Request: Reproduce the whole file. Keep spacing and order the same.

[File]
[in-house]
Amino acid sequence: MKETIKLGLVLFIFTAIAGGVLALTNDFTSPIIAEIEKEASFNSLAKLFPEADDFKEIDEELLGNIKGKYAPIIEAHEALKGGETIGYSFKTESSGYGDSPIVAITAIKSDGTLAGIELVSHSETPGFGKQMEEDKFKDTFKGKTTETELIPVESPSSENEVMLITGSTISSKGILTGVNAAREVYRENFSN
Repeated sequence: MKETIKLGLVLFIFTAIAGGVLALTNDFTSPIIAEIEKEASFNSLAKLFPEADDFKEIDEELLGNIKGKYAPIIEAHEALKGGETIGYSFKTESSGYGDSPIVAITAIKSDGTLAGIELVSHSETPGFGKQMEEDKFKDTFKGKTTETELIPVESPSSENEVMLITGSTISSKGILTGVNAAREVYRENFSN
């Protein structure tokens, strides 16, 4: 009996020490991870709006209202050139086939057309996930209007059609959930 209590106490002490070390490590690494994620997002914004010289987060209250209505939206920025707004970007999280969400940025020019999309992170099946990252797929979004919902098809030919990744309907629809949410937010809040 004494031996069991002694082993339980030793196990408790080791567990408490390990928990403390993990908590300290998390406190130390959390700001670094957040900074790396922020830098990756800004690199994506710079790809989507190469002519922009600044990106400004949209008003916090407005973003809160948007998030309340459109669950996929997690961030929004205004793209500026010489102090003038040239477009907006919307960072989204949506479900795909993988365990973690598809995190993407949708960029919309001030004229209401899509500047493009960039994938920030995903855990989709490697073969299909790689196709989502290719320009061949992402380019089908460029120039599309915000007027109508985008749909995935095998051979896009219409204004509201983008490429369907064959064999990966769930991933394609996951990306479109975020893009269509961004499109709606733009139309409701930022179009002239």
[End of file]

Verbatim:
[in-house]
Amino acid sequence: MKETIKLGLVLFIFTAIAGGVLALTNDFTSPIIAEIEKEASFNSLAKLFPEADDFKEIDEELLGNIKGKYAPIIEAHEALKGGETIGYSFKTESSGYGDSPIVAITAIKSDGTLAGIELVSHSETPGFGKQMEEDKFKDTFKGKTTETELIPVESPSSENEVMLITGSTISSKGILTGVNAAREVYRENFSN
Repeated sequence: MKETIKLGLVLFIFTAIAGGVLALTNDFTSPIIAEIEKEASFNSLAKLFPEADDFKEIDEELLGNIKGKYAPIIEAHEALKGGETIGYSFKTESSGYGDSPIVAITAIKSDGTLAGIELVSHSETPGFGKQMEEDKFKDTFKGKTTETELIPVESPSSENEVMLITGSTISSKGILTGVNAAREVYRENFSN
């Protein structure tokens, strides 16, 4: 009996020490991870709006209202050139086939057309996930209007059609959930 209590106490002490070390490590690494994620997002914004010289987060209250209505939206920025707004970007999280969400940025020019999309992170099946990252797929979004919902098809030919990744309907629809949410937010809040 004494031996069991002694082993339980030793196990408790080791567990408490390990928990403390993990908590300290998390406190130390959390700001670094957040900074790396922020830098990756800004690199994506710079790809989507190469002519922009600044990106400004949209008003916090407005973003809160948007998030309340459109669950996929997690961030929004205004793209500026010489102090003038040239477009907006919307960072989204949506479900795909993988365990973690598809995190993407949708960029919309001030004229209401899509500047493009960039994938920030995903855990989709490697073969299909790689196709989502290719320009061949992402380019089908460029120039599309915000007027109508985008749909995935095998051979896009219409204004509201983008490429369907064959064999990966769930991933394609996951990306479109975020893009269509961004499109709606733009139309409701930022179009002239």